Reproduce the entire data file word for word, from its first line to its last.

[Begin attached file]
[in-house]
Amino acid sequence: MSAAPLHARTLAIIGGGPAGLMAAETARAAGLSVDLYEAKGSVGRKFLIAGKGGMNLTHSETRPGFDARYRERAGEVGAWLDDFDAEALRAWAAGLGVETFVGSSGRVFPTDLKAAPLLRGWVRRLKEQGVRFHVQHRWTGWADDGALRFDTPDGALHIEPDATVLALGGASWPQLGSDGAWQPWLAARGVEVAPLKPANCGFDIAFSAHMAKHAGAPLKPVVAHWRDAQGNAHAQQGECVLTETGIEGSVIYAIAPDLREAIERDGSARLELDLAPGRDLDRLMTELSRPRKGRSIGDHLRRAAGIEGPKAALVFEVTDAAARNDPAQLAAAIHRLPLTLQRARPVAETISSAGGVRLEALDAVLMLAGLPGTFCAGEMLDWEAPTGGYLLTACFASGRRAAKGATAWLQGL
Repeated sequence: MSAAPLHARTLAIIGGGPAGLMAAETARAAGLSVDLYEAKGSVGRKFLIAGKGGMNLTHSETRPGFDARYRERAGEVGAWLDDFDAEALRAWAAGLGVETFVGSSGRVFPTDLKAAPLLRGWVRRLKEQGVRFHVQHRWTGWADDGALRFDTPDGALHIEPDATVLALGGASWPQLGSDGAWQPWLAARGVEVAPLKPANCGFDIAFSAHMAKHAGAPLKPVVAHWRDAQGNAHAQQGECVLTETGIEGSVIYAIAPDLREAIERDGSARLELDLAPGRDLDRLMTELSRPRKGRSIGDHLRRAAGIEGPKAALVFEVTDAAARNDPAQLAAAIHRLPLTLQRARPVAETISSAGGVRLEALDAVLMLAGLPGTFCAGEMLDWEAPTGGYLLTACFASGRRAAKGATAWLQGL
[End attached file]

[in-house]
Amino acid sequence: MSAAPLHARTLAIIGGGPAGLMAAETARAAGLSVDLYEAKGSVGRKFLIAGKGGMNLTHSETRPGFDARYRERAGEVGAWLDDFDAEALRAWAAGLGVETFVGSSGRVFPTDLKAAPLLRGWVRRLKEQGVRFHVQHRWTGWADDGALRFDTPDGALHIEPDATVLALGGASWPQLGSDGAWQPWLAARGVEVAPLKPANCGFDIAFSAHMAKHAGAPLKPVVAHWRDAQGNAHAQQGECVLTETGIEGSVIYAIAPDLREAIERDGSARLELDLAPGRDLDRLMTELSRPRKGRSIGDHLRRAAGIEGPKAALVFEVTDAAARNDPAQLAAAIHRLPLTLQRARPVAETISSAGGVRLEALDAVLMLAGLPGTFCAGEMLDWEAPTGGYLLTACFASGRRAAKGATAWLQGL
Repeated sequence: MSAAPLHARTLAIIGGGPAGLMAAETARAAGLSVDLYEAKGSVGRKFLIAGKGGMNLTHSETRPGFDARYRERAGEVGAWLDDFDAEALRAWAAGLGVETFVGSSGRVFPTDLKAAPLLRGWVRRLKEQGVRFHVQHRWTGWADDGALRFDTPDGALHIEPDATVLALGGASWPQLGSDGAWQPWLAARGVEVAPLKPANCGFDIAFSAHMAKHAGAPLKPVVAHWRDAQGNAHAQQGECVLTETGIEGSVIYAIAPDLREAIERDGSARLELDLAPGRDLDRLMTELSRPRKGRSIGDHLRRAAGIEGPKAALVFEVTDAAARNDPAQLAAAIHRLPLTLQRARPVAETISSAGGVRLEALDAVLMLAGLPGTFCAGEMLDWEAPTGGYLLTACFASGRRAAKGATAWLQGL